The likely new mayor of Washington, D.C., City Council member Adrian Fenty, is pushing a compromise on permanent crime legislation that would modify youth curfews and eliminate controversial police access to juvenile records, though it would keep neighborhood surveillance cameras, the Washington Post reports. Fenty opposed the emergency crime provisions and still is unconvinced that the measures curtail crime. In a meeting Monday with Mayor Anthony Williams, Fenty outlined a substitute plan that would move the curfew from 10 to 11 p.m. weekdays and from 10 p.m. to midnight on weekends for those 16 and younger.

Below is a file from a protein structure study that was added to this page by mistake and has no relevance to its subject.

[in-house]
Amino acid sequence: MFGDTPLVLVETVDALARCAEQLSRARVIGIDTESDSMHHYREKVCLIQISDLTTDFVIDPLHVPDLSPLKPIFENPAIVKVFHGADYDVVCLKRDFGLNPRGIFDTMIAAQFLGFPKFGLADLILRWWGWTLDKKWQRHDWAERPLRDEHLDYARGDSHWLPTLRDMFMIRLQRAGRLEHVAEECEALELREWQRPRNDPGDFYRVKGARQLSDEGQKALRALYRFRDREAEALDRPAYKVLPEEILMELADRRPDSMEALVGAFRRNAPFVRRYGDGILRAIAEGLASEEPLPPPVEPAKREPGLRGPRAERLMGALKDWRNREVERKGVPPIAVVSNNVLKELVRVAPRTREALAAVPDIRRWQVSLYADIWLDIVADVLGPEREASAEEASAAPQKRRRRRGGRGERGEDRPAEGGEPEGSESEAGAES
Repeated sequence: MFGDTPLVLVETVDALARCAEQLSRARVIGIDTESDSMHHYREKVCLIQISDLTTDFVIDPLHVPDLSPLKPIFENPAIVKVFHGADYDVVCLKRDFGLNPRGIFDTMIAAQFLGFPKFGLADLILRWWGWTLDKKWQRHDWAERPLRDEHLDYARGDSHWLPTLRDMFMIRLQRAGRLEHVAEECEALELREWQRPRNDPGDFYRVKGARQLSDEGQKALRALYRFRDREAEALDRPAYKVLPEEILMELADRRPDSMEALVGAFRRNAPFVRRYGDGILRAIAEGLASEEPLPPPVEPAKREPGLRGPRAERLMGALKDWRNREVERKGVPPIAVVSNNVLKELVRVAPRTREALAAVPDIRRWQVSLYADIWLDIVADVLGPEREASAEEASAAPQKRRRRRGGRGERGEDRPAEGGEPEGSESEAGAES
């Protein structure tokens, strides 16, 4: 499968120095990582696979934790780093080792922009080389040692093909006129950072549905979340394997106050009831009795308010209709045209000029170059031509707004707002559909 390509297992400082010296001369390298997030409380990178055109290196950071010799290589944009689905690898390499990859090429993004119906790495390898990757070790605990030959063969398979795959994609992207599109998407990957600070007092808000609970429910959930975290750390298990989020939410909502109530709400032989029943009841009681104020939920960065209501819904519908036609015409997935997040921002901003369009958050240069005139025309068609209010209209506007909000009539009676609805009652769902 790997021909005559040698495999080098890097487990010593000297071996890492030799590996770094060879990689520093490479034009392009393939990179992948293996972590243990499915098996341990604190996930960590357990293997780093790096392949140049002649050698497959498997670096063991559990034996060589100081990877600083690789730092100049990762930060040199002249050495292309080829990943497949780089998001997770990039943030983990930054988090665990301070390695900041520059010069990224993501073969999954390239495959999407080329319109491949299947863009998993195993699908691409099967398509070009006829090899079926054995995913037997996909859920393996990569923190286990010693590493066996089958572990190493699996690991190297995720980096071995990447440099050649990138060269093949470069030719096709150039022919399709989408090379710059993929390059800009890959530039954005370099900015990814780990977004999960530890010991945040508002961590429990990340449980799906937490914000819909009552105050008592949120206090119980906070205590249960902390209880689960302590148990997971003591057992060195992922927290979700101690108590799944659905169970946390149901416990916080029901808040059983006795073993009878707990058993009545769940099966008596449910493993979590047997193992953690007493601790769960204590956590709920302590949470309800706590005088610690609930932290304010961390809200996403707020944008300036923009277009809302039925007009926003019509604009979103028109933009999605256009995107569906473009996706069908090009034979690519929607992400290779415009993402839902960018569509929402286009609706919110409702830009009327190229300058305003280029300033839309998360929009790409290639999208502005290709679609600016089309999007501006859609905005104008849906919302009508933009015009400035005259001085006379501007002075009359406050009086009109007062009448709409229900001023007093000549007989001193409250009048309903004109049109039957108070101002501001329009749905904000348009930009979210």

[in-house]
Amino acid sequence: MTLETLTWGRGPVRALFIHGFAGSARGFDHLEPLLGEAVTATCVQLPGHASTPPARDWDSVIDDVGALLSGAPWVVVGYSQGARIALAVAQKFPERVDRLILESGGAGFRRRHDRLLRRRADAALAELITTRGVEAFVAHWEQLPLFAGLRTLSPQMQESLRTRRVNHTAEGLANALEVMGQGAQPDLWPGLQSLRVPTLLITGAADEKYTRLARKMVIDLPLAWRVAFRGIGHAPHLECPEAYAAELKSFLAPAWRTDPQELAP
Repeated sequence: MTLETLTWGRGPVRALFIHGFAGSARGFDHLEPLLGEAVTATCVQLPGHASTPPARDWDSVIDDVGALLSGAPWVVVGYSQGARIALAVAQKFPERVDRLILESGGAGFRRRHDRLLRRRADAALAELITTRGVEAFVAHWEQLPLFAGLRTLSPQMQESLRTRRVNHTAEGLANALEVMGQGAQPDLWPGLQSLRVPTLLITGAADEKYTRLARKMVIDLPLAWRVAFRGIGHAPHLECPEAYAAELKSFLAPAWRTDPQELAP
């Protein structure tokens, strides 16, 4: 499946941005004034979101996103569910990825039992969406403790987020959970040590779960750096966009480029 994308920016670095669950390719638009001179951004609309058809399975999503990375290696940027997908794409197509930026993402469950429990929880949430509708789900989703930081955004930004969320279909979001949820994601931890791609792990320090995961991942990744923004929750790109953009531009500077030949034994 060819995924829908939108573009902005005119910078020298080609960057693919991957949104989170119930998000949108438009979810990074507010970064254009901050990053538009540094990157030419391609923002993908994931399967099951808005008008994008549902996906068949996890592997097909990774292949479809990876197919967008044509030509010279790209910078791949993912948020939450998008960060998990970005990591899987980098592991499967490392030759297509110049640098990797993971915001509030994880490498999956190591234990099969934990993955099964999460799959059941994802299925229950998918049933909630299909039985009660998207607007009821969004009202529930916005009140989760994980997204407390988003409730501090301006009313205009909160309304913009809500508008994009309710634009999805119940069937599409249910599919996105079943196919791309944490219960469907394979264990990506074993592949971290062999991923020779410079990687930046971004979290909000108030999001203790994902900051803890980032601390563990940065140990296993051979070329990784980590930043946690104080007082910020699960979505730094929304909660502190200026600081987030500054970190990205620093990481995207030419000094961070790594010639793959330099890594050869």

Although Fenty opposed the surveillance cameras as an infringement on civil liberties, he now says they might help track crime. “This is not the answer to the crime spike,” Fenty said. “Long term, the solution is aggressive policing.” Williams, who leaves office in December, said the emergency legislation has significantly reduced crime, and he wants to make the crime legislation permanent. The D.C. police department says violent crime is down 15 percent. Police say fewer juveniles have been arrested, and fewer juveniles have been crime victims since the curfew went into effect July 31. Fenty backed a measure paying $8 million in overtime to put more officers on the street during the emergency. The increased police activity was the likely contributor to the reduction in crime, Fenty said.